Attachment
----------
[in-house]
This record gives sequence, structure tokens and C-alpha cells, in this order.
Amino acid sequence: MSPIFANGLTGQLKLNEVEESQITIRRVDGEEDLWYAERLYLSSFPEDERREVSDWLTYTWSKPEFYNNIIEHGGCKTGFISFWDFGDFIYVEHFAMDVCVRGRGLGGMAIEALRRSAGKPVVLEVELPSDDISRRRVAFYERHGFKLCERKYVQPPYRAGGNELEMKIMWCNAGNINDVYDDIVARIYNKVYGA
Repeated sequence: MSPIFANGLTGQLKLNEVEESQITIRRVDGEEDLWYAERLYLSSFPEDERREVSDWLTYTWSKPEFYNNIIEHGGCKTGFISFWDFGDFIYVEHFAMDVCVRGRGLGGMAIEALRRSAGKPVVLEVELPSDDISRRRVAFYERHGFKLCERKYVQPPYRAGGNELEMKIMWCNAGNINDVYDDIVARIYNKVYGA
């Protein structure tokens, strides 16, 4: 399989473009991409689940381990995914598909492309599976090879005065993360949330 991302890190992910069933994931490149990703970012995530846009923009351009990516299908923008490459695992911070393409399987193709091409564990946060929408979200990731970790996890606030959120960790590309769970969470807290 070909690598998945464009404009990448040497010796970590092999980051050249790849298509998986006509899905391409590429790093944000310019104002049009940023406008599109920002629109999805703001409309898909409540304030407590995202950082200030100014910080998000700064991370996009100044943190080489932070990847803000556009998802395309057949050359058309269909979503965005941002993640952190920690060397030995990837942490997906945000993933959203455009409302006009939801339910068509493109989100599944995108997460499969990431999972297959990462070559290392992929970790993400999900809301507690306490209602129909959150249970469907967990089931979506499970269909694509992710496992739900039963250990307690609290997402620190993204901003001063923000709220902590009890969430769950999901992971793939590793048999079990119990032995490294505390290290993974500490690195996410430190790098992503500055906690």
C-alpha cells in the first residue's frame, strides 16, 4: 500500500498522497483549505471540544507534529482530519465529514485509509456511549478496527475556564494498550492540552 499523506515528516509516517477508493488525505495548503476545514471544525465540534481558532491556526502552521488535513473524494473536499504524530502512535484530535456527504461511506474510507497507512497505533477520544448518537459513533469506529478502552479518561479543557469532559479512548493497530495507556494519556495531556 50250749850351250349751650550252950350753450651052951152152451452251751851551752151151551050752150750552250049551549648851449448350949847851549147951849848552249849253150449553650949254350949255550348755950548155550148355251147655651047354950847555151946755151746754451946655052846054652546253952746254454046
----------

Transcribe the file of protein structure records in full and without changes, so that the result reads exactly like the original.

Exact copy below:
[in-house]
This record gives sequence, structure tokens and C-alpha cells, in this order.
Amino acid sequence: MSPIFANGLTGQLKLNEVEESQITIRRVDGEEDLWYAERLYLSSFPEDERREVSDWLTYTWSKPEFYNNIIEHGGCKTGFISFWDFGDFIYVEHFAMDVCVRGRGLGGMAIEALRRSAGKPVVLEVELPSDDISRRRVAFYERHGFKLCERKYVQPPYRAGGNELEMKIMWCNAGNINDVYDDIVARIYNKVYGA
Repeated sequence: MSPIFANGLTGQLKLNEVEESQITIRRVDGEEDLWYAERLYLSSFPEDERREVSDWLTYTWSKPEFYNNIIEHGGCKTGFISFWDFGDFIYVEHFAMDVCVRGRGLGGMAIEALRRSAGKPVVLEVELPSDDISRRRVAFYERHGFKLCERKYVQPPYRAGGNELEMKIMWCNAGNINDVYDDIVARIYNKVYGA
């Protein structure tokens, strides 16, 4: 399989473009991409689940381990995914598909492309599976090879005065993360949330 991302890190992910069933994931490149990703970012995530846009923009351009990516299908923008490459695992911070393409399987193709091409564990946060929408979200990731970790996890606030959120960790590309769970969470807290 070909690598998945464009404009990448040497010796970590092999980051050249790849298509998986006509899905391409590429790093944000310019104002049009940023406008599109920002629109999805703001409309898909409540304030407590995202950082200030100014910080998000700064991370996009100044943190080489932070990847803000556009998802395309057949050359058309269909979503965005941002993640952190920690060397030995990837942490997906945000993933959203455009409302006009939801339910068509493109989100599944995108997460499969990431999972297959990462070559290392992929970790993400999900809301507690306490209602129909959150249970469907967990089931979506499970269909694509992710496992739900039963250990307690609290997402620190993204901003001063923000709220902590009890969430769950999901992971793939590793048999079990119990032995490294505390290290993974500490690195996410430190790098992503500055906690």
C-alpha cells in the first residue's frame, strides 16, 4: 500500500498522497483549505471540544507534529482530519465529514485509509456511549478496527475556564494498550492540552 499523506515528516509516517477508493488525505495548503476545514471544525465540534481558532491556526502552521488535513473524494473536499504524530502512535484530535456527504461511506474510507497507512497505533477520544448518537459513533469506529478502552479518561479543557469532559479512548493497530495507556494519556495531556 50250749850351250349751650550252950350753450651052951152152451452251751851551752151151551050752150750552250049551549648851449448350949847851549147951849848552249849253150449553650949254350949255550348755950548155550148355251147655651047354950847555151946755151746754451946655052846054652546253952746254454046